On October 5, 1910, a revolution ended the monarchic regime that reigned over Portugal for 771 years when Portugal’s King Manuel II was deposed and the First Portuguese Republic was established. Severe apprehension of the monarchy began to arise in the year 1890 when the king of Portugal at that time, King D. Carlos, made an immediate yield to British forces’ threat of destruction if Portuguese military forces did not withdraw from their claimed territories between the colonies of Angola and Mozambique (current day Zimbabwe and Zambia). This incident was deemed a national humility by a broad majority of Portugal’s population, initiating a movement of exasperation with the institution of the monarchy, for the monarchs were seen as the sole cause of “national decline.” With this increase in frustration, the Portuguese Republican party furtively began taking advantage of the growing apprehension to the monarchic political structure by amassing a colossal social support base that would eventually lead to the demise of the monarchy and establishment of a Republican Portugal.
On October 3, 1910, nearly two thousand soldiers and sailors came together to rebel against the military forces that were still clinging to their loyalty to the monarchic Portugal regime. The battling was split up between attacks in the cities of Rotunda and Alcantara where rebels charged at columns of monarchy forces in combat position. The monarchy forces’ cannons and guns could not sustain them for long against the rebels, for when backup was needed, they got word that their commander, General António Carvalhal, switched to the republican government’s side along with the unfortunate event of the rebels cutting off railroad tracks for a way of transporting troops and ammunition. This bloodshed only lasted until October 5, 1910, for the revolution resulted in a speedy victory for the republican party when the coward King Manuel II fled to Britain in defeat. The abolition of the monarchy was finalized and a proclamation of a new republican government took its place.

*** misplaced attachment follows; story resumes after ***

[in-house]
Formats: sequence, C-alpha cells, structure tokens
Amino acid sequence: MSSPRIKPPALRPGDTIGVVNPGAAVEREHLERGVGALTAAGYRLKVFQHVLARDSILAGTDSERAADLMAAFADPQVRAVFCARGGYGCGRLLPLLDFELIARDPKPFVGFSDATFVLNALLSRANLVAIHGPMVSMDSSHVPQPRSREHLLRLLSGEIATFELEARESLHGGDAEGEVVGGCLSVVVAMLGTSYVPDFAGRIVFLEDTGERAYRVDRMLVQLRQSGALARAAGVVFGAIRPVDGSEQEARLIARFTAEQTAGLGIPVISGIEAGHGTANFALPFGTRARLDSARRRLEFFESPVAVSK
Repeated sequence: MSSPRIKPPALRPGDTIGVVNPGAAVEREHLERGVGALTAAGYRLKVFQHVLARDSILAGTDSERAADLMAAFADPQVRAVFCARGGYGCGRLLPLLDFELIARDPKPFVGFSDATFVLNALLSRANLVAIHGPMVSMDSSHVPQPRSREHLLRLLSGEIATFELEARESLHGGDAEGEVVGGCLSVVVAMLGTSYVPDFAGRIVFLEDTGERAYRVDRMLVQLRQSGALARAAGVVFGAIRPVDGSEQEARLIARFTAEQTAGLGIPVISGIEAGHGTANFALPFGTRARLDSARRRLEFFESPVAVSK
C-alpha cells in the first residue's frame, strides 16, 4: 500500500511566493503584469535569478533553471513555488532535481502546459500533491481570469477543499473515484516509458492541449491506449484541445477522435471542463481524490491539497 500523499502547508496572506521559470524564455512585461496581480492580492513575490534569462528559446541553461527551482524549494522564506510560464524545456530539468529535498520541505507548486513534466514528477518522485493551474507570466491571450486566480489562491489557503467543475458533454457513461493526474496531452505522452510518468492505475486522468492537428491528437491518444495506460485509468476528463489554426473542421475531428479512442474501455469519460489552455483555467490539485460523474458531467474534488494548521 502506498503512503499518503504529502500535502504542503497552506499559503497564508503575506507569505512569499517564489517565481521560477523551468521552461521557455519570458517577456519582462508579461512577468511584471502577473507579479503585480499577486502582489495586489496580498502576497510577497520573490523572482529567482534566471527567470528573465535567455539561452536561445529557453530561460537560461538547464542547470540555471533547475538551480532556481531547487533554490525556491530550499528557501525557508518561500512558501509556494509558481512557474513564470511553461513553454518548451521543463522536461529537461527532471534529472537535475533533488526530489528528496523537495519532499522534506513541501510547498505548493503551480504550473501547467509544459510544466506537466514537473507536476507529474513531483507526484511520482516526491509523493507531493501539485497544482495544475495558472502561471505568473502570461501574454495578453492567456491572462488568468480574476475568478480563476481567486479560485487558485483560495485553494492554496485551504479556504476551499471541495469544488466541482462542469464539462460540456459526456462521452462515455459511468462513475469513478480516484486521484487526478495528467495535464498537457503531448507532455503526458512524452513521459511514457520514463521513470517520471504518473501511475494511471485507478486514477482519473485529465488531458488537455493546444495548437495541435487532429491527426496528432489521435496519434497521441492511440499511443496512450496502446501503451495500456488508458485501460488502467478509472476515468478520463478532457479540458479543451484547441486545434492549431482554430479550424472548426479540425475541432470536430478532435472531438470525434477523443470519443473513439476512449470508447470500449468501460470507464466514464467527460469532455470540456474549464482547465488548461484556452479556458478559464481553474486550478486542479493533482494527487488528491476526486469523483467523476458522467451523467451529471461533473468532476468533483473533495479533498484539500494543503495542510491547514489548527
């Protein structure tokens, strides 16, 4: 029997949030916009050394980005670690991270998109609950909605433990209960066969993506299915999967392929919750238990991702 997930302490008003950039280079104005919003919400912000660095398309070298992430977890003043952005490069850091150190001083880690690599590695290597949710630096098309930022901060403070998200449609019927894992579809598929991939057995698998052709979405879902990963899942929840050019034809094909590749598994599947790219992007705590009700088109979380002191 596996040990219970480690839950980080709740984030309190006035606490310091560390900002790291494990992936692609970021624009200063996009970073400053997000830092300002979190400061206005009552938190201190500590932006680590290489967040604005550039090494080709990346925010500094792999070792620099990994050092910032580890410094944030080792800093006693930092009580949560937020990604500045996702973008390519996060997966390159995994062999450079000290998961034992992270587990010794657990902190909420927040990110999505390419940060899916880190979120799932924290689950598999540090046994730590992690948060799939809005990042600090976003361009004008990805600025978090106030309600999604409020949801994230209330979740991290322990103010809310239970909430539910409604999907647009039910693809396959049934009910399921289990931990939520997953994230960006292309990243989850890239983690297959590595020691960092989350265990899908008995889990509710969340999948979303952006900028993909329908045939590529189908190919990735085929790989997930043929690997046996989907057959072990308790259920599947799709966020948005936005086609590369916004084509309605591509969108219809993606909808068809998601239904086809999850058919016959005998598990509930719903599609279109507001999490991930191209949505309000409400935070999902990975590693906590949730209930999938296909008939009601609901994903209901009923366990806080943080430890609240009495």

The overall depiction of the Portuguese Revolution of 1910 was the republican ideology that had won over the minds of Portuguese classes. The Portuguese Republican Party completely swept away the previous political structure, an absolute monarchy with strong ties to the Catholic church, to form a republican democracy, based on a strong government system that allowed liberty and stability to keep all people proud and supportive about what nation they’re from. Ideals that republicans stood true to was the belief that a nation must be unified as one with a strong sense of nationalism, or devotion and patriotism to one’s own country for the purpose of national advancement. This strong sense of nationalism had to rise above having particular interests of individual social classes or foreign nations that the former monarchy imposed. Republicanism was linked to progress and well-being of a country which relied on thinking and loyalty to one’s country, not loyalty to a single monarch, religious faith, or fear of a neighboring nation.
In conclusion, the fundamental change in Portugal’s government, a monarchy to a republic, implemented a new doctrine that guided the nation as a whole based on the importance of nationalism and looking out for the best interests of your country (which vitally involves all the people) to move forward as a mighty entity.
Resources: Payne, Stanley. “Chapter 23: The Portuguese Parliamentary Republic, 1910-1926.” A History of Spain and Portugal. Vol. 2. U of Wisconsin, 1976. Print.